On December 17, 2010, President Obama signed the Tax Relief, Unemployment Insurance Reauthorization and Job Creation Act of 2010 (the 2010 Act). The 2010 Act provides for extension of the Bush tax cuts from 2001 and 2003 until 2012, as well as a variety of other tax reductions. Here are the some of the highlights.
Reductions in Individual Income Tax Rates
Temporarily extend the 10% bracket. Under current law, the 10% individual income tax bracket expires at the end of 2010. Upon expiration, the lowest tax rate will be 15%. This 2010 Act extends the 10% individual income tax bracket for an additional two years, through 2012.
Temporarily extend the 25%, 28%, 33%, and 35% brackets. Under current law, the 25%, 28%, 33%, and 35% individual income tax brackets expire at the end of 2010. Upon expiration, the rates become 28%, 31%, 36%, and 39.6% respectively. This 2010 Act extends the 25%, 28%, 33%, and 35% individual income tax brackets for an additional two years, through 2012.
Temporarily repeal the Personal Exemption Phase-out. Personal exemptions allow a certain amount per person to be exempt from tax. Due to the Personal Exemption Phase-out (“PEP”), the exemptions are phased out for taxpayers with AGI above a certain level. The EGTRRA repealed PEP for 2010. The 2010 Act extends the repeal of PEP for an additional two years, through 2012.
Temporarily repeal the itemized deduction limitation. Generally, taxpayers itemize deductions if the total deductions are more than the standard deduction amount. Since 1991, the amount of itemized deductions that a taxpayer may claim has been reduced, to the extent the taxpayer’s AGI is above a certain amount. This limitation is generally known as the “Pease limitation.” The EGTRRA repealed the Pease limitation on itemized deductions for 2010. The 2010 Act extends the repeal of the Pease limitation for an additional two years, though 2012.
Capital Gains and Dividends
Temporarily extend the capital gains and dividend rates. Under current law, the capital gains and dividend rates for taxpayers below the 25% bracket is equal to zero percent. For those in the 25% bracket and above, the capital gains and dividend rates are currently 15%. These rates expire at the end of 2010. Upon expiration, the rates for capital gains become 10% and 20%, respectively, and dividends are subject to the ordinary income rates. This 2010 Act extends the current capital gains and dividends rates for all taxpayers for an additional two years, through 2012.
Temporary Individual Alternative Minimum Tax (AMT) Relief
Two-year AMT patch. Currently, a taxpayer receives an exemption of $33,750 (individuals) and $45,000 (married filing jointly) under the AMT. Current law also does not allow nonrefundable personal credits against the AMT. The 2010 Act increases the exemption amounts for 2010 to $47,450 (individuals) and $72,450 (married filing jointly) and for 2011 to $48,450 (individuals) and $74,450 (married filing jointly). The 2010 Act also allows the nonrefundable personal credits against the AMT. The 2010 Act is effective for taxable years beginning after December 31, 2009.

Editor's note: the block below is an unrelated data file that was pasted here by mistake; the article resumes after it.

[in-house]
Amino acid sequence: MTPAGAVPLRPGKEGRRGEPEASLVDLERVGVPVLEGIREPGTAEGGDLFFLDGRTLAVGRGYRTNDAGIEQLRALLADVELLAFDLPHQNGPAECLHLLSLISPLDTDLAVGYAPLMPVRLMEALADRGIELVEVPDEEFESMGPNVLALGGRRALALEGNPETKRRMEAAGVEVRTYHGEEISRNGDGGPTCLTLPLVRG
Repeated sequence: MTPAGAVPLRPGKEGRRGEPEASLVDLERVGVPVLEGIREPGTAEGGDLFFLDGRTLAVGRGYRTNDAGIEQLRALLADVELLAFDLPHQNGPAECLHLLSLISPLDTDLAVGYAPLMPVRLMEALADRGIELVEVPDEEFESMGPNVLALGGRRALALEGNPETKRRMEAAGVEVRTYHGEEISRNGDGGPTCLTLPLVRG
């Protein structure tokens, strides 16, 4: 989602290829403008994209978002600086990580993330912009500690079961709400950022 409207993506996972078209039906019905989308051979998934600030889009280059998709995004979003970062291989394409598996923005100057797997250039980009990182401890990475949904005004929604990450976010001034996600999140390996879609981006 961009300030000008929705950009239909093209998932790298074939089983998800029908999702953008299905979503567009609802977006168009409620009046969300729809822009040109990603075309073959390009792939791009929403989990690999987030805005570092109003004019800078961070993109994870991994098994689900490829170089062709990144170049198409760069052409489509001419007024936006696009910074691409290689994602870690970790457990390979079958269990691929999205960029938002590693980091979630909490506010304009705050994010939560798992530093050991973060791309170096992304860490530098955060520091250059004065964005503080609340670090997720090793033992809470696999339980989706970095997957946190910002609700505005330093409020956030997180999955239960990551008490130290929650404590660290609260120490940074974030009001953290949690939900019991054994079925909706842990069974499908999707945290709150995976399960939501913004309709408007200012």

Estate Tax Relief
Temporary estate, gift and generation skipping transfer tax relief. The EGTRRA phased-out the estate and generation-skipping transfer taxes so that they were fully repealed in 2010, and lowered the gift tax rate to 35 percent and increased the gift tax exemption to $1 million for 2010. The 2010 Act sets the exemption at $5 million per person and $10 million per couple and a top tax rate of 35 percent for the estate, gift, and generation skipping transfer taxes for two years, through 2012. The exemption amount is indexed beginning in 2012. The 2010 Act is effective January 1, 2010, but allows an election to choose no estate tax and modified carryover basis for estates arising on or after January 1, 2010 and before January 1, 2011. The 2010 Act sets a $5 million generation-skipping transfer tax exemption and zero percent rate for the 2010 year.
Portability of unused exemption. Under current law, couples have to do complicated estate planning to claim their entire exemption (currently $7 million for a couple). The 2010 Act allows the executor of a deceased spouse’s estate to transfer any unused exemption to the surviving spouse without such planning. The 2010 Act is effective for estates of decedents dying after December 31, 2010.
Reunification. Prior to the EGTRRA, the estate and gift taxes were unified, creating a single graduated rate schedule for both. That single lifetime exemption could be used for gifts and/or bequests. The EGTRRA decoupled these systems. The 2010 Act reunifies the estate and gift taxes. The 2010 Act is effective for gifts made after December 31, 2010.
Temporary Employee Payroll Tax Cut
Temporary reduction in employee-paid payroll taxes. Under current law employees pay a 6.2 percent Social Security tax on all wages earned up to $106,800 (in 2011) and self-employed individuals pay a 12.4 percent Social Security self-employment taxes of on all their self-employment income up to the same threshold. The 2010 Act provides a payroll/self-employment tax holiday during 2011 of two percentage points. This means employees will pay only 4.2 percent on wages and self-employment individuals will pay only 10.4 percent on self-employment income up to the threshold.
As a trust and estate attorney, the portability of the estate tax credit is the most significant feature of the new law. It allows the unused credit of the first spouse to die to be used in the estate of the second to die. This will severely limit the need for complex, tax-driven estate planning for those married couples with assets under $10 million. Instead, other considerations will be paramount, such as asset protection, income tax planning, and trust planning.